Featured Research

from universities, journals, and other organizations

Short sleep increases risk of death and over-long sleep can indicate serious illness

Date:
May 5, 2010
Source:
University of Warwick
Summary:
New research has found that people who sleep for less than six hours each night were 12 percent more likely to die prematurely than those who get the recommended 6-8 hours.

Research carried out by the University of Warwick in collaboration with the Federico II University Medical School in Naples, Italy, has found that people who sleep for less than six hours each night were 12% more likely to die prematurely than those who get the recommended 6-8 hours.

The study, recently published in the journal Sleep, provides unequivocal evidence of the direct link between short duration of sleep (less than 6 hours sleep a night) and an increased chance of dying prematurely.

The research also notes that consistent over long sleeping (over 9 hours a night) can be a cause for concern. While, unlike short sleeping, over long sleeping does not in itself increase the risk of death, it can be a significant marker of an underlying serious and potentially fatal illnesses.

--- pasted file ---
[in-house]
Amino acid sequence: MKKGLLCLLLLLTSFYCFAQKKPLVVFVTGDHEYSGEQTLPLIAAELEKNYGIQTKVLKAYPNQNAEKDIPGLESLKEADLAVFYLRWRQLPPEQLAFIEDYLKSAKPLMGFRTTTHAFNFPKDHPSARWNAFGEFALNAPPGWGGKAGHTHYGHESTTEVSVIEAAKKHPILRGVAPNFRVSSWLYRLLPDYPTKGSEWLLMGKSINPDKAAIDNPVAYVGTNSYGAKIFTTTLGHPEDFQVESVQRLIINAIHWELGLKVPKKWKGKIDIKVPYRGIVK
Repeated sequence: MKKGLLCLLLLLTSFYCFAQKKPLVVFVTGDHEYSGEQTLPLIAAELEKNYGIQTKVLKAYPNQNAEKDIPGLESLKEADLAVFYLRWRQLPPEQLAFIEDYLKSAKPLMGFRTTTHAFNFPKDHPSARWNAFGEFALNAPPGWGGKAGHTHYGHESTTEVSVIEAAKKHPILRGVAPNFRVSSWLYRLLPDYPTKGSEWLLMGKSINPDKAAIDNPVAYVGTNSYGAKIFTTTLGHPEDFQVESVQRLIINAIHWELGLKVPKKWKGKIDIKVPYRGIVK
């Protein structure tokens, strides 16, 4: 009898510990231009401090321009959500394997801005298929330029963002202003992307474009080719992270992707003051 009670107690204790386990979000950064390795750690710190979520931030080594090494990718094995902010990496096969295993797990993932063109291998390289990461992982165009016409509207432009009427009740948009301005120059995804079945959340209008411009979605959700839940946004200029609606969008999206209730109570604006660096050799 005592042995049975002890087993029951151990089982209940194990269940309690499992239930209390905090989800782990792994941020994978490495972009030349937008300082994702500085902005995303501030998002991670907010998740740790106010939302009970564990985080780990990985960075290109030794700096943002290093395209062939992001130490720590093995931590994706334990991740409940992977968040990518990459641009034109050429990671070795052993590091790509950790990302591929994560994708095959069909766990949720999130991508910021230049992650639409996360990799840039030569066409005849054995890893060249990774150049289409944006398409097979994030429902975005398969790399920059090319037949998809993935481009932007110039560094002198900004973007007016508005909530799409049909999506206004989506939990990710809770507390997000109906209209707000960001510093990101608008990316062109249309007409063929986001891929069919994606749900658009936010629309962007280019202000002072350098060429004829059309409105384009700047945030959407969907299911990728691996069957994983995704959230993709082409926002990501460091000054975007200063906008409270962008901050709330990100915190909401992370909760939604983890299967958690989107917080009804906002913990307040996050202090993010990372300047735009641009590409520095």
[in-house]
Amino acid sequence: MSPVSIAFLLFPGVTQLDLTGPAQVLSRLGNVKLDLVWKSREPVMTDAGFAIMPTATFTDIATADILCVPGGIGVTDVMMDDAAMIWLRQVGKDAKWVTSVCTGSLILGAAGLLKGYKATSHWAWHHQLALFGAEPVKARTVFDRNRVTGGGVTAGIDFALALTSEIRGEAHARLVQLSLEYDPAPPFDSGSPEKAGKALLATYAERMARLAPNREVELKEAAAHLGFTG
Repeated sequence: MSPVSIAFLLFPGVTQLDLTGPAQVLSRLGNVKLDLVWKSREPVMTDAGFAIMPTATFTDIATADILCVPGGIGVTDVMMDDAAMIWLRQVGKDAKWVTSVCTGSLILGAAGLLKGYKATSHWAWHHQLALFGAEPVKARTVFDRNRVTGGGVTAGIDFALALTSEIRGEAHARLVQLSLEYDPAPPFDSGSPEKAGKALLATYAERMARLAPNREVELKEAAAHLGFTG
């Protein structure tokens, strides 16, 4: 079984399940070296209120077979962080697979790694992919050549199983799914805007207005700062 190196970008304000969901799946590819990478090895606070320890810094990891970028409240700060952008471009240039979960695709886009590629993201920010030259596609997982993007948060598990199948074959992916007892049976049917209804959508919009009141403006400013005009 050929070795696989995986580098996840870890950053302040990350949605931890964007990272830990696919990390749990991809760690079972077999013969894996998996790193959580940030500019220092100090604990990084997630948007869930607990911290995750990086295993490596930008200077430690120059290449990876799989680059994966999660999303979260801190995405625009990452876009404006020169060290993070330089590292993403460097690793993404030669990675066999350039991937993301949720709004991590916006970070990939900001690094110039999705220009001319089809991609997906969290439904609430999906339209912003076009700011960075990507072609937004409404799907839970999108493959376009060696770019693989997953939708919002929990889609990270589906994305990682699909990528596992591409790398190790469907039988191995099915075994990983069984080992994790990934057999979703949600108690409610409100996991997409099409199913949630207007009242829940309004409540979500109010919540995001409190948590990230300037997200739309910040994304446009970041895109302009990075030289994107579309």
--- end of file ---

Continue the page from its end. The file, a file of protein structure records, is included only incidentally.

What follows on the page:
The study looked at the relationship between the level of habitual duration of sleep and mortality by reviewing 16 prospective studies from the UK, USA, European and East Asian countries. The study included more than 1.3 million participants, followed up for up to 25 years, with more than 100,000 deaths recorded.

The study provides unequivocal evidence of the direct link between both short (less than 6 hours sleep a night) and long (9 hours or more) duration of sleep and an increased chance of dying prematurely, compared to those who sleep 6-8 hours a night on average.

Professor Francesco Cappuccio, leader of the Sleep, Health and Society Programme at the University of Warwick and Consultant Physician at the University Hospitals Coventry and Warwickshire NHS Trust, said "whilst short sleep may represent a cause of ill-health, long sleep is believed to represent more an indicator of ill-health."

He said: "Modern society has seen a gradual reduction in the average amount of sleep people take, and this pattern is more common amongst full-time workers, suggesting that it may be due to societal pressures for longer working hours and more shift-work. On the other hand, the deterioration of our health status is often accompanied by an extension of our sleeping time.

"Consistently sleeping 6 to 8 hours per night may be optimal for health. The duration of sleep should be regarded as an additional behavioural risk factor, or risk marker, influenced by the environment and possibly amenable to change through both education and counselling as well as through measures of public health aimed at favourable modifications of the physical and working environments " Professor Cappuccio added.


Story Source:

The above story is based on materials provided by University of Warwick. Note: Materials may be edited for content and length.


Journal Reference:

  1. Cappuccio FP, D%u2019Elia L, Strazzullo P & Miller MA. Sleep duration and all-cause mortality: a systematic review and meta-analysis of prospective studies. Sleep, 2010; 33 (5) [link]